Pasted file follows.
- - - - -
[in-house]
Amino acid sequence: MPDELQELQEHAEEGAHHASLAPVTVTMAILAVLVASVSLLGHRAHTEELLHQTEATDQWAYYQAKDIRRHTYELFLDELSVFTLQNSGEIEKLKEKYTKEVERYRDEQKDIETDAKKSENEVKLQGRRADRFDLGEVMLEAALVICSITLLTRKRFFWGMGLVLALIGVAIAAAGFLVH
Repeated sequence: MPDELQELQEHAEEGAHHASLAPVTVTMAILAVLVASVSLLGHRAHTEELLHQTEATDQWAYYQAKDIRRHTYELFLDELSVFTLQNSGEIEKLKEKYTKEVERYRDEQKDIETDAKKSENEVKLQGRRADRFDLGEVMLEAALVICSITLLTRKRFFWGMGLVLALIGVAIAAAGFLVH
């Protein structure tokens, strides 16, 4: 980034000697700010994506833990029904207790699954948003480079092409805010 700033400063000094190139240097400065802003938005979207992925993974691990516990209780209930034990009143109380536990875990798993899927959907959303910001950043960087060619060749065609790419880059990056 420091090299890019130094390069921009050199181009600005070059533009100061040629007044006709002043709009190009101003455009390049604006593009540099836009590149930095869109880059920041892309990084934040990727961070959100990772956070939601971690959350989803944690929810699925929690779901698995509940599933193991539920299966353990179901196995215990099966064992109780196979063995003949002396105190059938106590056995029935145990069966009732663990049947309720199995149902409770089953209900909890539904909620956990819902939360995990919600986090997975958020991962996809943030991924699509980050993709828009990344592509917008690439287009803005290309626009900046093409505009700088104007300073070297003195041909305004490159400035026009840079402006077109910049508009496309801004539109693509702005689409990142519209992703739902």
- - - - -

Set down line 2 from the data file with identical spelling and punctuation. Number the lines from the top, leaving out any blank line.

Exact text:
Amino acid sequence: MPDELQELQEHAEEGAHHASLAPVTVTMAILAVLVASVSLLGHRAHTEELLHQTEATDQWAYYQAKDIRRHTYELFLDELSVFTLQNSGEIEKLKEKYTKEVERYRDEQKDIETDAKKSENEVKLQGRRADRFDLGEVMLEAALVICSITLLTRKRFFWGMGLVLALIGVAIAAAGFLVH